From the outside, the “Blurred Lines” lawsuit involving the family of Marvin Gaye, Robin Thicke, and Pharrell looks like a textbook copyright case.
In 2013, the family of Marvin Gaye — protectors of a universally beloved soul artist — sued Robin Thicke and Pharrell along with their label Universal. The family alleged that the artists had copied Gaye’s “Got to Give It Up” in their summer hit “Blurred Lines.”
Thicke and Pharrell countersued. Pharrell was dismissive in testimony, Thicke admitted to being high and drunk during the recording and promotion of “Blurred Lines,” and the artists contradicted each other. None of which looked good.
The final judgment, handed down just this month after lengthy disputes, gives the Gayes $5.3 million and 50% of the song’s royalties for copyright infringement, one of the largest damages awards in music-copyright history. The Gaye family won.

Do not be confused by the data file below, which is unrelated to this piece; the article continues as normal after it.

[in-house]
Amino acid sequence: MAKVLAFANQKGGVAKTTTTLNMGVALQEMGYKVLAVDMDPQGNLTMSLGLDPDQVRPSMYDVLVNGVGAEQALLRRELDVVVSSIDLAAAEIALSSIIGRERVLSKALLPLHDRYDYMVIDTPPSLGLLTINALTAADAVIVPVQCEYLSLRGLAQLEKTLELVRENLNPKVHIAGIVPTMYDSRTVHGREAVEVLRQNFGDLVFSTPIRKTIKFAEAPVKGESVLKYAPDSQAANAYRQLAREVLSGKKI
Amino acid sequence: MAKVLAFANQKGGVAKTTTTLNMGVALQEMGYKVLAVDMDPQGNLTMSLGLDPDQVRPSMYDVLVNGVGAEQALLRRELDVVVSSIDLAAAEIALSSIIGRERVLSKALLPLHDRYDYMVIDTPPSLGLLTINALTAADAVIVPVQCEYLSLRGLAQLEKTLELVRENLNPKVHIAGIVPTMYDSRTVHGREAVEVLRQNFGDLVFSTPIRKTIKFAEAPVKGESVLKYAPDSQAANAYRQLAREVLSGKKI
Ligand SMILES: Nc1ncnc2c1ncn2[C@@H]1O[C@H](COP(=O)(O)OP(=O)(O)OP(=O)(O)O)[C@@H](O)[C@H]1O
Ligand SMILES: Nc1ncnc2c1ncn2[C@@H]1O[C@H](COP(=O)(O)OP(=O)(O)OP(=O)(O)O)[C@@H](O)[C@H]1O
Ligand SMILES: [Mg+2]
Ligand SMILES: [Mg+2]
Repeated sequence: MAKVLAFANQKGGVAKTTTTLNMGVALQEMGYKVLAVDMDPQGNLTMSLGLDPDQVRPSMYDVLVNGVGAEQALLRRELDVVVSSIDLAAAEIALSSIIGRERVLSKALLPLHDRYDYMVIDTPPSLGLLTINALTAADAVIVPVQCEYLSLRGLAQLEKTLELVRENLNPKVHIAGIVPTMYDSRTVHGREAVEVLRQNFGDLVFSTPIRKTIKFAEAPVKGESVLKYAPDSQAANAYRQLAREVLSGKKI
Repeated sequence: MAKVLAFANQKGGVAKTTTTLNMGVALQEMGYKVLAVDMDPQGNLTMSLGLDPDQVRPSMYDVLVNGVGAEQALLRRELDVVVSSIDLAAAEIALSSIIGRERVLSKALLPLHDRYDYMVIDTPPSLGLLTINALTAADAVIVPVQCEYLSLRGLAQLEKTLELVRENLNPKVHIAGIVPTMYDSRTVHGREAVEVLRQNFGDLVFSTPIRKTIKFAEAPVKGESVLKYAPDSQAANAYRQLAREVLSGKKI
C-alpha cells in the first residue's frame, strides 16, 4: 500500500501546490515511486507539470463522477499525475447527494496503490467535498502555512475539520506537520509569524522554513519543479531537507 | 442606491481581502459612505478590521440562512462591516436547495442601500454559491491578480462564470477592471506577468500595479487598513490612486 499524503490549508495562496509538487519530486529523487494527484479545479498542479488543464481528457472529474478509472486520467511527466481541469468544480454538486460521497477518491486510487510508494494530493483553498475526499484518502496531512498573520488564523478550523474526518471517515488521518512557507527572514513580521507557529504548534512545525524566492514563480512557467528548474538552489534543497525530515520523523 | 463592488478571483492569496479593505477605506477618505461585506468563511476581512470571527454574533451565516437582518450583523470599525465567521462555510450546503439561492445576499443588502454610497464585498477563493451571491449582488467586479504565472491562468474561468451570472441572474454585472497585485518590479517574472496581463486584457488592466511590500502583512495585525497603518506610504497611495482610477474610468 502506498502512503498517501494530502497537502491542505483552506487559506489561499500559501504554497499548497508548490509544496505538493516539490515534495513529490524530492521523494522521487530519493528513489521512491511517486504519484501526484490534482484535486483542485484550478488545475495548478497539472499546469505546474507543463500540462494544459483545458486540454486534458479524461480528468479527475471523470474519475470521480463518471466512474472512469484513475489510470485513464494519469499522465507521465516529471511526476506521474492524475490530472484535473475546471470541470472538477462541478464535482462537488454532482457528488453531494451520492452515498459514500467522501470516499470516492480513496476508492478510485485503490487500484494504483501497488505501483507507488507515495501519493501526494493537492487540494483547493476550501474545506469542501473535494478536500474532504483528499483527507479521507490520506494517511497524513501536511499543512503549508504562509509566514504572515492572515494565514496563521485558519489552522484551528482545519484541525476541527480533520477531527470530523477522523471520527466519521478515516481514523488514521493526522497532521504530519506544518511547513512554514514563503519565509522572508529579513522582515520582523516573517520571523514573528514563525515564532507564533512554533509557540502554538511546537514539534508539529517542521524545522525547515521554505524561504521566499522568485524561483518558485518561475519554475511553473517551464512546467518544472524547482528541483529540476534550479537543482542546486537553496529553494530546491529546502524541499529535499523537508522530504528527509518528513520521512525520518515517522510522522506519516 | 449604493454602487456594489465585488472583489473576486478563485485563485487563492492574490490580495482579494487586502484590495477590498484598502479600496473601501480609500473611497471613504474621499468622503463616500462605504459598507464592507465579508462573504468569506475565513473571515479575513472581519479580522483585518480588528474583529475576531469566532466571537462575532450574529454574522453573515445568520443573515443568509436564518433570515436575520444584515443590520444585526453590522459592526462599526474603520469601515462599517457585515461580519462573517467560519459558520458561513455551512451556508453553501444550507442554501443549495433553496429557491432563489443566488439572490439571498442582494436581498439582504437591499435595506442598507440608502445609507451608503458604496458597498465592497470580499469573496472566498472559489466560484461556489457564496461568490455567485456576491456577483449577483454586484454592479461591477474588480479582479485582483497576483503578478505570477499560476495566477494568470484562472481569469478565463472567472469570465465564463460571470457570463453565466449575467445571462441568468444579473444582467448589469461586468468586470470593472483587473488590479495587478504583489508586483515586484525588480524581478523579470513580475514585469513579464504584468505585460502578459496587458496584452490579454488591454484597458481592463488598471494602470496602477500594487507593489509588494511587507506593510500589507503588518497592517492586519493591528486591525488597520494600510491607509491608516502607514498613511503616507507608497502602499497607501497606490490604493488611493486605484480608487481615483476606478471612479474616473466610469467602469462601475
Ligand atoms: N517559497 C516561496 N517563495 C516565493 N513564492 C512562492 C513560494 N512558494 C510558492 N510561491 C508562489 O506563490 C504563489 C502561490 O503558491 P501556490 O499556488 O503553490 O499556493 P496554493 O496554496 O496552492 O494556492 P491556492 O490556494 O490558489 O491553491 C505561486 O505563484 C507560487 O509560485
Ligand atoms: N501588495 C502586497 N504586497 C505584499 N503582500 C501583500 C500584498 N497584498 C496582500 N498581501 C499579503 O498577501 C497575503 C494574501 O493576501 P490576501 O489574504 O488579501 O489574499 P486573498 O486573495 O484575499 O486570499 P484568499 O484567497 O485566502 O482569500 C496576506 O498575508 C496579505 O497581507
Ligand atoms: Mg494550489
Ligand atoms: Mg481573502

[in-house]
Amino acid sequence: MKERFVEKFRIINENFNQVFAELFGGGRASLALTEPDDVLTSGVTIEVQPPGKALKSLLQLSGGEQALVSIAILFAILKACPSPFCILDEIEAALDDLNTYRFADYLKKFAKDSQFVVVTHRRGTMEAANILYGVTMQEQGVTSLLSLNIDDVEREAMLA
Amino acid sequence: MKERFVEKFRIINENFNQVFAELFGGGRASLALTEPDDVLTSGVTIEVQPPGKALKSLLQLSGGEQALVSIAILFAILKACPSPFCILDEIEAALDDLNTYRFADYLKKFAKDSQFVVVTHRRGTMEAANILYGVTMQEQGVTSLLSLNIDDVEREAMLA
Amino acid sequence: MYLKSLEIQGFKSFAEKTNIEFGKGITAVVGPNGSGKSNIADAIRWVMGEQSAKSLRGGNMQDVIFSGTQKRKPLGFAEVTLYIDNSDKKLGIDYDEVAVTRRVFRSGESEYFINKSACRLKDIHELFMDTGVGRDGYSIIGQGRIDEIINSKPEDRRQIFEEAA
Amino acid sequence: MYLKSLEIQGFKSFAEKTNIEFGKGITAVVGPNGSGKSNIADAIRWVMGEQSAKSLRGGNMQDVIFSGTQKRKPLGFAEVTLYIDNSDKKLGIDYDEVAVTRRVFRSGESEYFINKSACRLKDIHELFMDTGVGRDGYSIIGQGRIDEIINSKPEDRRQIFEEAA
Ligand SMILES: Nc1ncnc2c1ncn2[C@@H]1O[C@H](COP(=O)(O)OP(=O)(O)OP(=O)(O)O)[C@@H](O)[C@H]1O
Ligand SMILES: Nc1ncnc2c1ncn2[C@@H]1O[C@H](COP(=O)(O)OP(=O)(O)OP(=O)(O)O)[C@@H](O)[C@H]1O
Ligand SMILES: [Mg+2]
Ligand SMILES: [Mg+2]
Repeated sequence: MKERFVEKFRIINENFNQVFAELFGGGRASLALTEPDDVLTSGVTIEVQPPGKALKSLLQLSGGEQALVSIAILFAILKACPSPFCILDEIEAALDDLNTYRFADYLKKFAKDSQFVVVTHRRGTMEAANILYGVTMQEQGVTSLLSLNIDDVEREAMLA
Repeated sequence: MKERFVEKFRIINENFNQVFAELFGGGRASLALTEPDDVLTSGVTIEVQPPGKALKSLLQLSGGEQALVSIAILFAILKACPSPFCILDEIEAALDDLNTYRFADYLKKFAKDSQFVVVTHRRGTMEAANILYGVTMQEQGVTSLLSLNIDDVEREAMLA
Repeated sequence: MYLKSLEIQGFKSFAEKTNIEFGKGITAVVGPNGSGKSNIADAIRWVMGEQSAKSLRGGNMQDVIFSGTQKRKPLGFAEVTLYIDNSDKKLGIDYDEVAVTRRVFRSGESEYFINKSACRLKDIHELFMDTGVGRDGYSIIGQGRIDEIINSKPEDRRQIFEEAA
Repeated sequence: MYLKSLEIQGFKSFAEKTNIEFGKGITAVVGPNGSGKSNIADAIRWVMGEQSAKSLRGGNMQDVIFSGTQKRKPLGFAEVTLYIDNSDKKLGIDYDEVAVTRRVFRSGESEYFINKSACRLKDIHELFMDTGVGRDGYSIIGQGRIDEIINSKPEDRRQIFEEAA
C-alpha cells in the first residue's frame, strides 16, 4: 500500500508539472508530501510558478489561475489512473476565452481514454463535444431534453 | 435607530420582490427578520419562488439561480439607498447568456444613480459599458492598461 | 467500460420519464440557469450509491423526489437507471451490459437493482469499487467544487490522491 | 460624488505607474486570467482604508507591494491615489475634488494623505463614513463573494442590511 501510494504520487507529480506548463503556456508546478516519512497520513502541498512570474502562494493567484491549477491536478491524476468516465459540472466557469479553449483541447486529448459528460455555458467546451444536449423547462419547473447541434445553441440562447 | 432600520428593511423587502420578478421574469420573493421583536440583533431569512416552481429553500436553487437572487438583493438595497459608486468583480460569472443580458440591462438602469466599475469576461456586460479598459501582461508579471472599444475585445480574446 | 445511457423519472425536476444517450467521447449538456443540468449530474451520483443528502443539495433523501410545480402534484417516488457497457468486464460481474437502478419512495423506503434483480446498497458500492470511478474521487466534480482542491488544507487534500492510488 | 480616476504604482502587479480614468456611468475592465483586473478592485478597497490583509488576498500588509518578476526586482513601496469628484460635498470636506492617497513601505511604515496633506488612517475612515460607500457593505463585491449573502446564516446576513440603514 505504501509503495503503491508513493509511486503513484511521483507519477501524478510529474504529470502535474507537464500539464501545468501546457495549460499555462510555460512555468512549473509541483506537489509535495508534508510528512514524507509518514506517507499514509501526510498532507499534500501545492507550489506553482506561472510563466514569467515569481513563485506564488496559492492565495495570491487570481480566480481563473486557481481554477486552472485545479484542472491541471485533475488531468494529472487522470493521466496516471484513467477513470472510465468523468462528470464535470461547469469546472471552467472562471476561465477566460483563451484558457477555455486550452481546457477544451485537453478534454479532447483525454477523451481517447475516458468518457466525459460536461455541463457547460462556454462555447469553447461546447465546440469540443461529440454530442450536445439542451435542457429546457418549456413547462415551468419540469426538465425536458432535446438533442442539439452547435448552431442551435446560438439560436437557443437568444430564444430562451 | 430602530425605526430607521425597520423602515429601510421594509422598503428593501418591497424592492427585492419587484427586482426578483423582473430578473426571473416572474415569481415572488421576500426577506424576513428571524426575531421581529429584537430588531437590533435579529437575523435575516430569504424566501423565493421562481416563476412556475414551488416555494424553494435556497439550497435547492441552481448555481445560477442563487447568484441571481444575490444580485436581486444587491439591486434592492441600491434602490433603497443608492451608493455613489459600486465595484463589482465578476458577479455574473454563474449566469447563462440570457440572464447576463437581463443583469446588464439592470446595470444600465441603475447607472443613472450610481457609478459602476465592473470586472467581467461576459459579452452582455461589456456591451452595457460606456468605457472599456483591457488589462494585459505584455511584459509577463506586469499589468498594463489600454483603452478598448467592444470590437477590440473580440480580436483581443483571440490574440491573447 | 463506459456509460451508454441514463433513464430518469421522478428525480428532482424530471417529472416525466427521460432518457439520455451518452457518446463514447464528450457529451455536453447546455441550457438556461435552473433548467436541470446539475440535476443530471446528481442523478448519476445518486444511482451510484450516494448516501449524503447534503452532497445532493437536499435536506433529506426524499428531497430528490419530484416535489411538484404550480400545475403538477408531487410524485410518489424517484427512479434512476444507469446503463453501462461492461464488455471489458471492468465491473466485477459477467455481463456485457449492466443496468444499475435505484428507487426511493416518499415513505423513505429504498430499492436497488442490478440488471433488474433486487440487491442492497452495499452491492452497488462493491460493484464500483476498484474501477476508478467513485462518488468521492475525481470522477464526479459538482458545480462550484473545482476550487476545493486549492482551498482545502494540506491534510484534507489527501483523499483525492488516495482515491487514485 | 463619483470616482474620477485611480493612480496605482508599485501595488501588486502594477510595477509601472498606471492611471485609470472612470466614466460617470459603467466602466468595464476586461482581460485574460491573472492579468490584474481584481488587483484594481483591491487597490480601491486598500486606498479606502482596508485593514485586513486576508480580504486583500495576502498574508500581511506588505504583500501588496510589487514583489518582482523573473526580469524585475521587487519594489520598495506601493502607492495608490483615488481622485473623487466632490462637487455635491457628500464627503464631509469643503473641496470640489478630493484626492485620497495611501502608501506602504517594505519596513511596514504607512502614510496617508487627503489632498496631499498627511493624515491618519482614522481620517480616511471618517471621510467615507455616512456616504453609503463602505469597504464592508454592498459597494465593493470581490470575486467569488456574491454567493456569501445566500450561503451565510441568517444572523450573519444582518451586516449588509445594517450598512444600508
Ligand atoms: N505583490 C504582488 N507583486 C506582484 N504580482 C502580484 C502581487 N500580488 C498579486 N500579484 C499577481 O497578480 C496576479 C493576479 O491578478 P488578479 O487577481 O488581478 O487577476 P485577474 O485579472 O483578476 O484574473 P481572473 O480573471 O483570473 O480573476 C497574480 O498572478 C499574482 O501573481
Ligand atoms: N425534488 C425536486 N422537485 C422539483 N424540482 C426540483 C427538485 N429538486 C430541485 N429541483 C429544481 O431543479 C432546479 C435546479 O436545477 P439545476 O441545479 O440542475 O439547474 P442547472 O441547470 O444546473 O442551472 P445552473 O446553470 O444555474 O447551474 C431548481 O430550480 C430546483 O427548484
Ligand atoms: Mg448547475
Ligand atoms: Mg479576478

But for those within the music industry, the ruling looks like anything but a clean victory. If it stands, its consequences could have far-reaching and potentially troubling effects on artists who are nothing like Thicke and Pharrell, changing how new music is made and released and who really gets to own it.
A new legal precedent
The jury decision in the “Blurred Lines” case defies the traditional legal understanding of music copyright, according to a number of legal experts. In the past, you’ve generally had to show that a song copied a series of notes, as in a melody, or a set of lyrics, in order to prove copyright infringement. The problem is “Blurred Lines” doesn’t rip either of those from the Gaye song.